The STS-133 mission is planned to be the final spaceflight for Space Shuttle Discovery, and the next-to-last mission for the space shuttle program. Space Shuttle Discovery lifts off from launch pad 39A at Kennedy Space Center on the east coast of Florida, planned for November 30, 2010, at 4:05 AM (EST). The STS-133 crew consists of Commander Steven W. Lindsey, Pilot Eric A. Boe, and Mission Specialists Benjamin Alvin Drew Jr., Michael Reed Barratt, Timothy L. Kopra, and Nicole Passonno Stott.
The STS-133 mission is intended primarily to deliver and install the Permanent Multi-Purpose Module (PMM) to the International Space Station (ISS) for use as a new, complete segment. The PMM is the modified version of what was the Leonardo Multi-Purpose Logistics Module (MPLM), one of three that have been used to transport cargo to and from the ISS during previous missions. The PMM will temporarily carry other equipment and supplies for the ISS, including Express Rack 8 for scientific experiments; equipment to provide control of temperature, humidity, and safe water; and Robonaut 2 (R2), which can eventually assist astronauts with their work. Space Shuttle Discovery will also carry ExPRESS Logistics Carrier 4 (ELC-4), which can temporarily hold equipment on the exterior of the ISS. Secured to ELC-4 is a spare radiator (Heat Rejection Subsystem Radiator, or HRS) to help control temperature for the ISS if one of the six on the ISS’s exterior were to fail.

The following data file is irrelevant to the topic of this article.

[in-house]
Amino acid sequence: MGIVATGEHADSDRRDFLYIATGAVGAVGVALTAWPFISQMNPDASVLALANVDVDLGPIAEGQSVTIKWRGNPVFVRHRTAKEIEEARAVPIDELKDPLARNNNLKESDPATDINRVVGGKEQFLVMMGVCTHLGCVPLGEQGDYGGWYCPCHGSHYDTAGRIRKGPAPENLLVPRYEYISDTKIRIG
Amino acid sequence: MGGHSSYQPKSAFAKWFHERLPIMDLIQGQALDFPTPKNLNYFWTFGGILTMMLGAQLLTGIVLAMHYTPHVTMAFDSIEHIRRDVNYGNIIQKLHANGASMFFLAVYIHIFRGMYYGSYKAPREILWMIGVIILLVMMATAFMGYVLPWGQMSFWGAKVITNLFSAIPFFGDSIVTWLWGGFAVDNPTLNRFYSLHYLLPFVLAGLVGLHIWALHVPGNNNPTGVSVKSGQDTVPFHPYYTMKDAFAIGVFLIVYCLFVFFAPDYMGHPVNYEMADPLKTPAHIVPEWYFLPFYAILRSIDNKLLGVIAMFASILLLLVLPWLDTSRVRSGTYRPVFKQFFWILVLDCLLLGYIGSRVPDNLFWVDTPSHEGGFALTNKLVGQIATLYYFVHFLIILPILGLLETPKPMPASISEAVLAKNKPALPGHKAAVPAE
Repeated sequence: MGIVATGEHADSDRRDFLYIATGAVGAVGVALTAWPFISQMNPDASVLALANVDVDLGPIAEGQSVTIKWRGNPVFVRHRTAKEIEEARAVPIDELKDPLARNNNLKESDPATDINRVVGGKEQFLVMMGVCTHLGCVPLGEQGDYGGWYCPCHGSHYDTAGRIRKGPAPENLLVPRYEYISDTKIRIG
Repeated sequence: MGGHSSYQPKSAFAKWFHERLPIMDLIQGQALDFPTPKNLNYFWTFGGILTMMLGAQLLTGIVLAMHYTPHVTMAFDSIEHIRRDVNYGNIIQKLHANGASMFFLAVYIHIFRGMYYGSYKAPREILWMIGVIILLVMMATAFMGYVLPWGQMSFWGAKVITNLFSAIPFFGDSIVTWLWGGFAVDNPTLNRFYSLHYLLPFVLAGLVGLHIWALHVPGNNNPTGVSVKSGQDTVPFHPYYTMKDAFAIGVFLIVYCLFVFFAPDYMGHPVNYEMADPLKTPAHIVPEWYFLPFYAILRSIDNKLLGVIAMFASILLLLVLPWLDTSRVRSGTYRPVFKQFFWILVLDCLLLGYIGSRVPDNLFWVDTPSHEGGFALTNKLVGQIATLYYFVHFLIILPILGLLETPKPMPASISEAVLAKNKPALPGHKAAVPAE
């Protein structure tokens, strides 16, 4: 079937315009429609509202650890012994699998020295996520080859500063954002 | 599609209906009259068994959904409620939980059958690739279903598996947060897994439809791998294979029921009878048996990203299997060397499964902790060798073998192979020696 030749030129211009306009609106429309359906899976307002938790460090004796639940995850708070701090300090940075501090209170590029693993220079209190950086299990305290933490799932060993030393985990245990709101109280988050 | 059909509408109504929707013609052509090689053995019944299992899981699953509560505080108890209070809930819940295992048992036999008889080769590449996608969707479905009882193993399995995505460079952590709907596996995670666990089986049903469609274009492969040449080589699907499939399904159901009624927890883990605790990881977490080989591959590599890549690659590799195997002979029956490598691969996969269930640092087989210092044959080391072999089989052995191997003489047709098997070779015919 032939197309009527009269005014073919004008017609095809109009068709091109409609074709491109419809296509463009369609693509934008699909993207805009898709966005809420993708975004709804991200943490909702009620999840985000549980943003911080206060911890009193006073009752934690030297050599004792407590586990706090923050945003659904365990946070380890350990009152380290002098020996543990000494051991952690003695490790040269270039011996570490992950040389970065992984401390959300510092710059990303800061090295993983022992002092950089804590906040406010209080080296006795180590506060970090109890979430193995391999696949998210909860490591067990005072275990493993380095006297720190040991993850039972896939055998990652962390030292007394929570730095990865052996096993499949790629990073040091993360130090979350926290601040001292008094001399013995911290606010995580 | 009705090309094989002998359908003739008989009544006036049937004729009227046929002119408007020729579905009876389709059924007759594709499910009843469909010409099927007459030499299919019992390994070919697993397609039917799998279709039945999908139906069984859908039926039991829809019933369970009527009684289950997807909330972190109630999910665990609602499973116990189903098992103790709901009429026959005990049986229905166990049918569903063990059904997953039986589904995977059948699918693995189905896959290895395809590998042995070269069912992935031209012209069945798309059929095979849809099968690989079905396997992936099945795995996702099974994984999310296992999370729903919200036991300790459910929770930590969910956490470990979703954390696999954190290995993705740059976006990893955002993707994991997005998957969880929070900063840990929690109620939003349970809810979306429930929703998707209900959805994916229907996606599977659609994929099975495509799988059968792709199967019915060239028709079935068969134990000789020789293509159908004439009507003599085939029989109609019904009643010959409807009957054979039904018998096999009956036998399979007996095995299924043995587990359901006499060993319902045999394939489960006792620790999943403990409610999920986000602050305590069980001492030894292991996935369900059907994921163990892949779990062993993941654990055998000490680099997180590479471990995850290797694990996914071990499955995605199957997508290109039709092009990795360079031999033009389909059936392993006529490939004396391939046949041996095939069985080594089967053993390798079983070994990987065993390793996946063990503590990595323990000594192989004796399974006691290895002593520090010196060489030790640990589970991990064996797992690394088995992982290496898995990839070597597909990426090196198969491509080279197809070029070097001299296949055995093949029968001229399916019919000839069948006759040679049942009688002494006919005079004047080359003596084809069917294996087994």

Approximately thirteen hours of extra-vehicular activity (EVA) — combined during the mission’s two spacewalks — is expected to complete many of the duties on the exterior of the ISS. The mission’s many other tasks are completed inside the ISS and Space Shuttle Discovery; crew members can also complete tasks for the exterior by operating large robotic arms from inside the ISS and space shuttle.
The STS-133 mission is expected to last about 10 days and 19 hours (which is about 12 mission or “flight” days), with plans for Space Shuttle Discovery and its crew to return to Kennedy Space Center for landing.
Days 1 – 3: Launch, Docking with the ISS, Beginning of Mission Tasks
DAY 1: Space Shuttle Discovery launches, with the payload bay doors later being opened for deployment of the space shuttle’s external-inspection devices (including the Orbiter Boom Sensor System, or OBSS) and shuttle-to-ground communications devices (including the Ku-band antenna).
DAY 2: The crew inspects the exterior of the space shuttle using the OBSS (operated by the interior controls), and they inspect the tools, suits, and equipment that are later used in the mission. The crew prepares for docking with the ISS and for some of the tasks that occur later in the mission.
DAY 3: Steered by Lindsey, Space Shuttle Discovery approaches the ISS with the Rendezvous Pitch Maneuver (a backflip with the space shuttle) for proper alignment, which is photographed by ISS crew members to view the space shuttle’s thermal protection system (the space shuttle’s exterior). Space Shuttle Discovery docks with the ISS, and the two crews meet in the ISS at its hatch opening. Members of both crews transfer cargo between the space shuttle and ISS, and (by operating the robotic arms of Space Shuttle Discovery and the ISS) they move the ELC-4 from the space shuttle’s payload bay to the ISS’s exterior.
Days 4 – 8: Main Mission Tasks
DAY 4: The crew prepares for the first spacewalk (EVA), continues transferring cargo, and uses the ISS’s robotic arm (Canadarm2) to move the OBSS to Space Shuttle Discovery’s robotic arm.